Storm damage cleanup underway across state

Heavy winds ripped across eastern Kentucky Tuesday evening, knocking trees to the ground and leaving a big mess behind.

KU officials estimate some 13,000 customers lost power in Knox, Laurel, Bell, and Whitley counties. They expect to have all power restored by Wednesday or Thursday.

Several roads at one point were blocked in Bell and Whitley counties.

"The clouds were getting darker and darker," said James Smith of Pineville.

"The electricity was going on and off," said Crystal Swain, also of Pineville.

As the storm blew in, people quickly became concerned. There were reports of a possible tornado in the area.

"Called people up the road to see if they knew about it ... and we took cover," said Smith.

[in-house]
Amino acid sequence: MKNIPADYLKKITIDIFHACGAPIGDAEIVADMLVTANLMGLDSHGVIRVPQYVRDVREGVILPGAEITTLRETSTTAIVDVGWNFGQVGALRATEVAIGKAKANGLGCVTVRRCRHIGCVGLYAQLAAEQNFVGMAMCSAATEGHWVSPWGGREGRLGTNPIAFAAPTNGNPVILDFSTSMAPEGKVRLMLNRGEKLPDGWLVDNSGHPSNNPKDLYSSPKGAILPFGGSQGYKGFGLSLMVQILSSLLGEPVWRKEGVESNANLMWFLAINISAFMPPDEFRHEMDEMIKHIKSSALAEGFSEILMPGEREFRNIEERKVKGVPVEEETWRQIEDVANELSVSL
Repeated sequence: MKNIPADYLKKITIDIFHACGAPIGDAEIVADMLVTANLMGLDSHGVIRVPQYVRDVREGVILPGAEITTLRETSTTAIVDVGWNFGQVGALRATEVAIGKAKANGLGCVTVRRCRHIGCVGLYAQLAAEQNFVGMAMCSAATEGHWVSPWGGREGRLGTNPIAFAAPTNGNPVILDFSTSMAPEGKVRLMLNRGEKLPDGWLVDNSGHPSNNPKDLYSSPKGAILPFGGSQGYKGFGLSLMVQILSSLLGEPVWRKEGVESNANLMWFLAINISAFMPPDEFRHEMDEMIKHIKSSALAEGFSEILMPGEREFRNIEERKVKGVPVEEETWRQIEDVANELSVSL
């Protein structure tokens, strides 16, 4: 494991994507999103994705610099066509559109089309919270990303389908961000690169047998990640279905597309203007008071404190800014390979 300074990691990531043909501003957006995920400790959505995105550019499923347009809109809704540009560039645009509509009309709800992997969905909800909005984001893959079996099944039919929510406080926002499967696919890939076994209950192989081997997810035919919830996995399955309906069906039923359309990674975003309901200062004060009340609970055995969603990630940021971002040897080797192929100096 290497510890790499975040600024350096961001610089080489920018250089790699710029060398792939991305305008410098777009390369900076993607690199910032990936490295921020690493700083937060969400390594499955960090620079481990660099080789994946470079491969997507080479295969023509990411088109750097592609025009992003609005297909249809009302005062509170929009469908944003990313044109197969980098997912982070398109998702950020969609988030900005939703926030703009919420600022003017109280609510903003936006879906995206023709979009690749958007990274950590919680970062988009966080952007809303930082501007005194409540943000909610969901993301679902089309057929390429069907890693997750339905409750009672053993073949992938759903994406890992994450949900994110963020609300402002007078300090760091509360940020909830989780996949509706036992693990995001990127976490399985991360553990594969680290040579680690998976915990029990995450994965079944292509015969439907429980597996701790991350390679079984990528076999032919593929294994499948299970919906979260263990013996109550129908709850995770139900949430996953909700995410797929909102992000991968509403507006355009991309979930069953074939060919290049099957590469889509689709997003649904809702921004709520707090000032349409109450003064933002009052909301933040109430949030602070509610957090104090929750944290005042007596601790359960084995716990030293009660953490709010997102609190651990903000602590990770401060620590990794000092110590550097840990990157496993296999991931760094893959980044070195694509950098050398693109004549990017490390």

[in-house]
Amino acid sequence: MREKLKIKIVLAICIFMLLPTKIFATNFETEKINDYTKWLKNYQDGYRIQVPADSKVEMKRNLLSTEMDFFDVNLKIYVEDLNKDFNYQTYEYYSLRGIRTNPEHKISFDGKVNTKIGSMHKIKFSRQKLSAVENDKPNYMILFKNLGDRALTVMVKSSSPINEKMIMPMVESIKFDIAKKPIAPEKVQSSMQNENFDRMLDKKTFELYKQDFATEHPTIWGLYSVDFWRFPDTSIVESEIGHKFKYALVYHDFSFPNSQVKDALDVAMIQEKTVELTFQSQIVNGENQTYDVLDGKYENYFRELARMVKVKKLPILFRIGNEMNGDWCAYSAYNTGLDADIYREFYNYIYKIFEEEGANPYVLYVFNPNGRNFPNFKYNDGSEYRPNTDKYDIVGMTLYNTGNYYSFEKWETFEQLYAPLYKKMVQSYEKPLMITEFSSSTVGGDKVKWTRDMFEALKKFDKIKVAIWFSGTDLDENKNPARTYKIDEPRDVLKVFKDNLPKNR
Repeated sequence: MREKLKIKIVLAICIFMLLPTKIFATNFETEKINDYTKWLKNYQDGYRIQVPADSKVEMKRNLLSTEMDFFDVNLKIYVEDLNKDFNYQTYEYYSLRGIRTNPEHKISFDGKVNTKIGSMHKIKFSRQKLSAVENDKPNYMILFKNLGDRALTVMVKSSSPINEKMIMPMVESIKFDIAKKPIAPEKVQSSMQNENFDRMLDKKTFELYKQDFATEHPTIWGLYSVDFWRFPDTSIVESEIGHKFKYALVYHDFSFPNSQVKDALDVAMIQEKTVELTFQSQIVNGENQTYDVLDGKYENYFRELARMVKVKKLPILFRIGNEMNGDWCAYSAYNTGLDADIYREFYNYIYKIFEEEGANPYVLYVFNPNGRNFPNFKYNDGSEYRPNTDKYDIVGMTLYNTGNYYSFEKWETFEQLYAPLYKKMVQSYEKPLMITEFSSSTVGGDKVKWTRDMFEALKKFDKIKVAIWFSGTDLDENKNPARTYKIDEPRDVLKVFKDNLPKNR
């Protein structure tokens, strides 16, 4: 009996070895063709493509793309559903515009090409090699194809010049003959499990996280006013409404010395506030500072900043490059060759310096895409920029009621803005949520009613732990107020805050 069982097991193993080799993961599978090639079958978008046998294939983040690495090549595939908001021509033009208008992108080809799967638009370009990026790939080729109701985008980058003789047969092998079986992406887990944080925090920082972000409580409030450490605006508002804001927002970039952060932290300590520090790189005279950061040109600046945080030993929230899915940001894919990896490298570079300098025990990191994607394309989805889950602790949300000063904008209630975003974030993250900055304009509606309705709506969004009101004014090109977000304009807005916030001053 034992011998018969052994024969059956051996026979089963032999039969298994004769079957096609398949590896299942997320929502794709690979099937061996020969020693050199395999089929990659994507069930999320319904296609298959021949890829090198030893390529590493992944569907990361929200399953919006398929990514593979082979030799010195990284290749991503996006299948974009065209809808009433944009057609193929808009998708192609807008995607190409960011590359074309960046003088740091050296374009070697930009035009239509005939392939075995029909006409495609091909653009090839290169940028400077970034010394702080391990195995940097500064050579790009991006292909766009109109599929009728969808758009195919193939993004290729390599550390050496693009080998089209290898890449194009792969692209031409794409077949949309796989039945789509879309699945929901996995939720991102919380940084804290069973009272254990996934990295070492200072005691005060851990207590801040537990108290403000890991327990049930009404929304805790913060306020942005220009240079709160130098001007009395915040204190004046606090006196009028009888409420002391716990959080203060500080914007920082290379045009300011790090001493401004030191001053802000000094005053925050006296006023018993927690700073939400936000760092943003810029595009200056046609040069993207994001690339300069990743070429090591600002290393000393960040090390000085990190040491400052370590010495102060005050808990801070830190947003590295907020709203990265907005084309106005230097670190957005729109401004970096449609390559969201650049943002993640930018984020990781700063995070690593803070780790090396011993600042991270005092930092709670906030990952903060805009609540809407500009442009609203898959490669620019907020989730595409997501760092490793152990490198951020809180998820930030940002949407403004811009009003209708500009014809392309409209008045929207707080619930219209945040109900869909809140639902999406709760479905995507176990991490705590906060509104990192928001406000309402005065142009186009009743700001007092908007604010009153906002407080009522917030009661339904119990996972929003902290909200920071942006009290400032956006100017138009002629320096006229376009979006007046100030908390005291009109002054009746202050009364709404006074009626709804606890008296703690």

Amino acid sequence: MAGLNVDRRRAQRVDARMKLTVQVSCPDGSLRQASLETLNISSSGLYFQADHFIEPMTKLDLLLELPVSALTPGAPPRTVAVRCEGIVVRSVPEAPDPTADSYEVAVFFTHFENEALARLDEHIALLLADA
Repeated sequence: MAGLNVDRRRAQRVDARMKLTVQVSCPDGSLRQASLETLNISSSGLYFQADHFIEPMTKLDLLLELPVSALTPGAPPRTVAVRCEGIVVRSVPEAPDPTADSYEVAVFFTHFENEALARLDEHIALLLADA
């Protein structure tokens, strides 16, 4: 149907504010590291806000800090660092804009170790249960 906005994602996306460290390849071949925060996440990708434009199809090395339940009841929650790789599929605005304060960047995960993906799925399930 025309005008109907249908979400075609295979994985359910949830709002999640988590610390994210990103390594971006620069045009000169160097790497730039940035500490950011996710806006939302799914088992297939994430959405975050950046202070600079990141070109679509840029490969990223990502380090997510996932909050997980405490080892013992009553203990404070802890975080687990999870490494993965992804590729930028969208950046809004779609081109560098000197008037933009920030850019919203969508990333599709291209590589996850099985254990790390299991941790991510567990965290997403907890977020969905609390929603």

"We had probably 20 minutes of horrendous wind ... downed a lot of trees," said Bell County Judge Executive Albey Brock.

"A lot of heavy wind, bright lightning, loud thunder ... and then we seen firetrucks," said Smith.

Downed trees knocked telephone lines nearly to the ground over Highway 66 just east of Pineville, making travel through the area impossible. Crews from the Bell County Volunteer Fire Department and Bell County Road Department first had to cut the trees off the lines. Then they had to pull the lines away from the highway so traffic could once again get through.

"We had some high winds and a lot of downed trees and lines ... but these guys have done a fantastic job in getting this road clear," said Brock.

In Middlesboro, winds also knocked trees onto roads, and even crumpled tents to the ground. But even with all the mess there were no reports of serious injuries.

At last check, one lane of Highway 66 near Pineville was open to traffic as telephone crews worked to fix their lines.